Mike Storella, Director of Sales for North America at Voxvalley, was a recent guest on the TechnologyAdvice Expert Interview Series. The series, which is hosted by TechnologyAdvice’s Josh Bland, explores a variety of business and technology landscapes through conversations with industry leaders.
Below are Mike Storella’s four biggest insights from the conversation.
1. Everyone is driven by convenience and mobility.
I think every worker now has made a conscious decision to use their smartphone as their primary device. I mention Snom Technologies because we used to always have these arguments at trade shows, “Will the soft clients on my laptop replace the desk phone?” While we were arguing all about that, clearly — and I don’t think I’m telling anybody anything that’s not known — the smartphone has snuck in and basically taken the ball from car phones and has become our new communication device.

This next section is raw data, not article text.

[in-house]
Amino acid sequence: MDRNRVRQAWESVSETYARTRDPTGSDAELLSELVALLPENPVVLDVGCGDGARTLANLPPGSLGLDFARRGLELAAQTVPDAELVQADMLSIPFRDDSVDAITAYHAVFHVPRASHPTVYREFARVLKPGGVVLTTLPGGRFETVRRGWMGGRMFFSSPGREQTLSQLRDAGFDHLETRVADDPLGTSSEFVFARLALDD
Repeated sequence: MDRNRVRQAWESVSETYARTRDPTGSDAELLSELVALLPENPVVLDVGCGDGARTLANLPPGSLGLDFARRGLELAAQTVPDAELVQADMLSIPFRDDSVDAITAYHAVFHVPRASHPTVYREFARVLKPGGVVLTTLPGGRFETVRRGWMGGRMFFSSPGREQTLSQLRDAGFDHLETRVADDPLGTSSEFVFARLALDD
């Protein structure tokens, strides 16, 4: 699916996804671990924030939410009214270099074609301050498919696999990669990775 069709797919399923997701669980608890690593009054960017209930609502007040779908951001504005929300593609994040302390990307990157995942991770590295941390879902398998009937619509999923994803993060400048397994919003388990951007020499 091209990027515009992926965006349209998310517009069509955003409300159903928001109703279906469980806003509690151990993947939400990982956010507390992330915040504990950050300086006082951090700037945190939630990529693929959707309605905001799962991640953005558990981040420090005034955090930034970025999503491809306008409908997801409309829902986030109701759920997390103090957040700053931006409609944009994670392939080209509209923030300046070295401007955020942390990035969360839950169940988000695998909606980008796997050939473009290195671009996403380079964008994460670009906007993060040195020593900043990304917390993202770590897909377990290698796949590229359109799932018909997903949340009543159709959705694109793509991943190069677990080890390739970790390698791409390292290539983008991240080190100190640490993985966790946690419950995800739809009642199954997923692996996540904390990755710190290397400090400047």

2. We’re drifting toward BYOD.
If you have a friend who’s a plumber, and he has seven plumbers on his team, and all the guys are out in the field — they’re all talking to each other on their cellphones. The office phone system now has become a bit moot because if people in the office want to get somebody, they call them on their cell phone.
I happened to be talking to somebody working at big enterprise, and I asked, “Do you have a hard phone on your desk?” The person said, “Yeah. I have a beautiful VoIP phone system.” I asked, “Do you use it?” They said, “No, I just forward all the calls to my smartphone.
3. Mobility applications will replace the landline.
It’s going to be off the corporate PBX. And you’ll install that on the data side of your smartphone. You download an app, and you’re then connected to the corporate telephone system. So when a call comes into the plumber’s office and somebody wants to extend that call or transfer that incoming call to that actual plumber, they will just do that over a mobility app.
4. For VoIP providers, it’s important to avoid the race to zero.
When you’re just trying to sell minutes — it’s very tough to make a living. I’ve talked to people and go, “Know what? Everyday there is somebody new popping up and that’s at half the rate that I was yesterday.” So again, I think one of the things to set yourself apart is to sell on value, not just on price.